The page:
Grading Exchange 2013 in the two years since RTM

Grading Exchange 2013 in the two years since RTM

Microsoft formally released Exchange 2013 (the Release to Manufacturing or RTM version) on December 3, 2012. For those who care about those things, the RTM build number was 516.032. Today, with Exchange 2013 CU7 looming, the build number is reputed to be in the 1040 range. The question is how has Exchange 2013 matured two years, seven (almost) cumulative updates (including one formal service pack), and a difference of five hundred-odd in builds. 

Two years into the formal lifetime of a product is a good time to reflect on how well the software has done in customer hands. Below I assess eight of the most important areas of functionality in Exchange 2013 and provide links to articles describing each area. Please feel free to disagree with my assessment and award your own grade. I'll enjoy reading your comments!

Feature Comment Grade
Server Architecture Simplification is the key as server roles are reduced and protocols focused onto HTTP (the introduction of MAPI over HTTP is especially important). Overall, the new architecture appears solid, but co-existence has proved problematic at times as deployments struggle to cope with CAS placement and some bad bugs. Load balancing seems simpler in Exchange 2013 but it throws up some interesting questions too. A lot of the architecture work is being done to facilitate Office 365 by making it cheaper and easier for Microsoft to run server farms at massive scale. Some on-premises customers wonder whether they gain from this work, but overall they do. Given the number of servers running in Office 365, Microsoft might not care too much about Exchange 2013 performance characteristics, which are different (higher) than Exchange 2010. B
High Availability Continued progress in this space, including the introduction of the simplified DAG in Exchange 2013 SP1, the rewrite of the Information Store using "managed code," and the introduction of the Search Foundation as a replacement for the old MSSearch component. Still the most impressive part of Exchange A
Data Loss Prevention (DLP) DLP is now spreading from Exchange into SharePoint and some advances such as the introduction of document fingerprinting have been made. But overall the feeling is that Exchange-based DLP is still in its early days and customers who want a DLP solution often look elsewhere after considering what Exchange has to offer, if only because the need for DLP covers much more than email. C
Managed Availability (MA) The "big new thing" in Exchange 2013 has turned out into a "big black box" where most customers don't understand what MA does on their servers. The lack of a reasonable interface (neither the Windows event viewer nor PowerShell cuts it) makes MA less valuable than it really is, and when things go wrong no one knows what to do. The power of MA is exposed in Microsoft's 100,000-server deployment in Office 365, but few of us really need that capability. Given an approachable UI, MA would be better regarded and appreciated. We'll have to see what the future holds. B
Site mailboxes The bright new world of collaboration between Exchange and SharePoint has foundered on the twin rocks of complexity and customer understanding. This, together with Microsoft's decision to concentrate its Office 365 team collaboration story around "Groups" (not available to on-premises Exchange) means that site mailboxes are like a short-lived firework that's soon to fizzle out. D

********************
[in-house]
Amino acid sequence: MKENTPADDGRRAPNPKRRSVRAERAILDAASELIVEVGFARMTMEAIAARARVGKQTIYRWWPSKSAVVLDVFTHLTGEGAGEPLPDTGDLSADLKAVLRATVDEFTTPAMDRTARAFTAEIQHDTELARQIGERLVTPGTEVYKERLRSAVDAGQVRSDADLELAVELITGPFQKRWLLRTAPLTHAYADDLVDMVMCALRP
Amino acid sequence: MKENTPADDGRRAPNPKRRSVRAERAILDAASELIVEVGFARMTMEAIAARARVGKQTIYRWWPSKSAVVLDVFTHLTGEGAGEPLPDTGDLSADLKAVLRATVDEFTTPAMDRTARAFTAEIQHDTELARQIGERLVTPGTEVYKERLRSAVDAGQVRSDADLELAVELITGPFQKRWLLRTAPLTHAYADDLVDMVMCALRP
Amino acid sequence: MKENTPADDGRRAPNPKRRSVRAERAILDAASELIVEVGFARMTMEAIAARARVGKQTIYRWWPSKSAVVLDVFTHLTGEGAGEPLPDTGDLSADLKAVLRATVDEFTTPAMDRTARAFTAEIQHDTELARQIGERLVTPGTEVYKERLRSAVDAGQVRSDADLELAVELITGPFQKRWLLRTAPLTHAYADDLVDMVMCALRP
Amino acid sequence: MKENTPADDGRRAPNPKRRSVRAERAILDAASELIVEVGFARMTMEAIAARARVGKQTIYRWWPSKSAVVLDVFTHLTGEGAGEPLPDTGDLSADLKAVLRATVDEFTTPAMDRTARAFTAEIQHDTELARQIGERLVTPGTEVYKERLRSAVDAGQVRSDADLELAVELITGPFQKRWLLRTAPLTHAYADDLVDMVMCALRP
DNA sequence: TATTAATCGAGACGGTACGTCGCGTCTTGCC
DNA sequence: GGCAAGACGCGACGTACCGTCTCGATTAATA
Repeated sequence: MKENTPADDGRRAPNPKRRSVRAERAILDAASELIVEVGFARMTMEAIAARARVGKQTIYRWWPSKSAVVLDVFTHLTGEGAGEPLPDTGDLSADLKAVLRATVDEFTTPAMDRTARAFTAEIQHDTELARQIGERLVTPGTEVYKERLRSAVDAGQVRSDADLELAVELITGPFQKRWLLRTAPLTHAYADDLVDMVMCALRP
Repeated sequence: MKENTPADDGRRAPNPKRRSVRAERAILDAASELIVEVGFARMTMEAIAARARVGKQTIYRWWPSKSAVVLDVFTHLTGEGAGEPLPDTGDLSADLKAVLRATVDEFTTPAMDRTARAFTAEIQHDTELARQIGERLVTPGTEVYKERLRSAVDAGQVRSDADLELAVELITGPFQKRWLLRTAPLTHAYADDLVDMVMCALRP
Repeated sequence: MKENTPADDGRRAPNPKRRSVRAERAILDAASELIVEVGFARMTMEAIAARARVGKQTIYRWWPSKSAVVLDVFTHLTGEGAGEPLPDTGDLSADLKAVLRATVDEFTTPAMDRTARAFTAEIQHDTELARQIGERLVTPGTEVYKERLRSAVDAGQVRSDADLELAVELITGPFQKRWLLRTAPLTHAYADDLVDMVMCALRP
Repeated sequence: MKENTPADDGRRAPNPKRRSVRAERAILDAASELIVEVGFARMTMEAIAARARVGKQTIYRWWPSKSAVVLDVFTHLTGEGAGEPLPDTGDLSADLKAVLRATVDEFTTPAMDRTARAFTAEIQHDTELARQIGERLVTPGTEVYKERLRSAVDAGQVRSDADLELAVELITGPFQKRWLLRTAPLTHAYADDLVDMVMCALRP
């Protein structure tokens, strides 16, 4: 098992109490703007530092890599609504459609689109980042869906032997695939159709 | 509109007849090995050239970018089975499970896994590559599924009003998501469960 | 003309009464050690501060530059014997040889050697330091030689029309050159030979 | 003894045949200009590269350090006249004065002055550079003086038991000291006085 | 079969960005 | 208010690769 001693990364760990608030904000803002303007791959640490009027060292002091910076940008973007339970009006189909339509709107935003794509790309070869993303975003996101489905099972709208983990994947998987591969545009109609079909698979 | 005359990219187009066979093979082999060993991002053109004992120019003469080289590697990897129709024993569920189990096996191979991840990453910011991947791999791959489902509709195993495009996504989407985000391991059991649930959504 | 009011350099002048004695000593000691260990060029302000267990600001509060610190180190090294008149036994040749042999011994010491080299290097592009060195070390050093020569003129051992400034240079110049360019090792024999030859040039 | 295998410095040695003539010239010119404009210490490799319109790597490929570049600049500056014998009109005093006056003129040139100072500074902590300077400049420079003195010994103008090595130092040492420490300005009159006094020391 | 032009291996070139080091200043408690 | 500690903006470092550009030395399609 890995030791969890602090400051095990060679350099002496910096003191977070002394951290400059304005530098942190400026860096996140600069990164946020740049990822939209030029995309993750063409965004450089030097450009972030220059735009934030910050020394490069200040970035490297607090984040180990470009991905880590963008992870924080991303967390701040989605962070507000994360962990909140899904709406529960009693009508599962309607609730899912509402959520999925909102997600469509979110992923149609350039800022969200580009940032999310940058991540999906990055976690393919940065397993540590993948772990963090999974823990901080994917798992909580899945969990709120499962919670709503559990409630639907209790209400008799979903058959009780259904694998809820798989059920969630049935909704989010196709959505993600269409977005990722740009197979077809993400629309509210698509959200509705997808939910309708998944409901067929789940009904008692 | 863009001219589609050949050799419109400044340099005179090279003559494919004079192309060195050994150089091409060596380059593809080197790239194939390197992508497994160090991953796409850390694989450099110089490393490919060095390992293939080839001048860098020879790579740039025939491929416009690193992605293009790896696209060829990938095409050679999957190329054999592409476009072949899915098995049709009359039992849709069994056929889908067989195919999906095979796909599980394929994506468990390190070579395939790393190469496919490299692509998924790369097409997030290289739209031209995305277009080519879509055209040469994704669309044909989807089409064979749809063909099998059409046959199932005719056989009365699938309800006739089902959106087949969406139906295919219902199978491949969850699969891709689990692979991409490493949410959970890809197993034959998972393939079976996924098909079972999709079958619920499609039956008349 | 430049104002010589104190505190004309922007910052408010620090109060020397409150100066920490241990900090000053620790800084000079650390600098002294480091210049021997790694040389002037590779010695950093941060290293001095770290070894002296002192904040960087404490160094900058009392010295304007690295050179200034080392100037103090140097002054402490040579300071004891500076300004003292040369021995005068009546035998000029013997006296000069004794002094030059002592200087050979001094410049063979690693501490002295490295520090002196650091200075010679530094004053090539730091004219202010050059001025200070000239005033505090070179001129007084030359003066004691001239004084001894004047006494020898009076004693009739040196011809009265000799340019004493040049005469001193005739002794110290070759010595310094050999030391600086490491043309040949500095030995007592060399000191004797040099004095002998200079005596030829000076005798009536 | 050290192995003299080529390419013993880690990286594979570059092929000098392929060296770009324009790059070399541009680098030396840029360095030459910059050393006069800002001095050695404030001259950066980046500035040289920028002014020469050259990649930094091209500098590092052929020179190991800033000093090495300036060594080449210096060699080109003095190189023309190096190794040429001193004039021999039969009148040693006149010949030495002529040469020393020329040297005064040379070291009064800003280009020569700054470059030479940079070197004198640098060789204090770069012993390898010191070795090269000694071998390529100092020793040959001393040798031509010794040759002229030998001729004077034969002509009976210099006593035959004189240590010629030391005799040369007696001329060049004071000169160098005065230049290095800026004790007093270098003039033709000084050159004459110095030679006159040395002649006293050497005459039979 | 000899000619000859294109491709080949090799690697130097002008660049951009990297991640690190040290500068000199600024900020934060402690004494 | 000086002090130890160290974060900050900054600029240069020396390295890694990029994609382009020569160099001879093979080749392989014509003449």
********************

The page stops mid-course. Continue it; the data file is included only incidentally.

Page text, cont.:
Exchange Administration Center (EAC) The transition from the MMC-based Windows console (EMC) to the web-based EAC was always going to break some bits along the way, even if Microsoft started the ball rolling with ECP in Exchange 2010. People still complain about EAC, but it has matured nicely and Microsoft has added some of the missing bits back into the mix (like PowerShell command logging) as well as new functionality (like Alerts). The best bit about EAC is its ability to support multiple device types, a trick that EMC could only dream of. A
Outlook Web App (OWA) Somewhat surprisingly after the complete rewrite in Exchange 2010 SP1, Exchange 2013 introduced a new Metro-style OWA, subsequently revealed as being necessary to support OWA for Devices. Like its EAC counterpart, the new OWA lacked some features but it supported more device types. And like EAC, Microsoft has been adding more features back into OWA as updates roll out. Offline access has proved popular with many customers and performance has also improved. OWA is still missing some bits (like public folder calendar and tasks) but OWA is now Microsoft's strategic weapon for the delivery of new features through Office 365 (Clutter, People View, Groups, etc.) as Outlook struggles to keep up in the feature race.  A
Modern Public Folders (PF) Flawed by the original redesign that couldn't scale up and needed to be redone and handicapped by truly awful migration facilities, you'd wonder why anyone would bother with the modern version of public folders. And then the truth hits home that many companies have vast quantities of old-style PFs that they need to get across to Exchange 2013 (or Exchange Online). They don't want to use SharePoint and have no appetite for migrating PFs elsewhere, so there's only one game in town. The good news is that MIcrosoft is working hard to improve scalability and performance. Now if they could only improve the quality of the migration experience... D

The Exchange product lifecycle kicks off again in late 2015 with the release of Exchange 2016. No one can say yet what the RTM version of Exchange 2016 will include. All will hope that it allows the on-premises version to catch up with its cloud counterpart and not become what Office for the Macintosh has become  - a sad shadow of another version (in this case, Office for Windows).

Follow Tony @12Knocksinna

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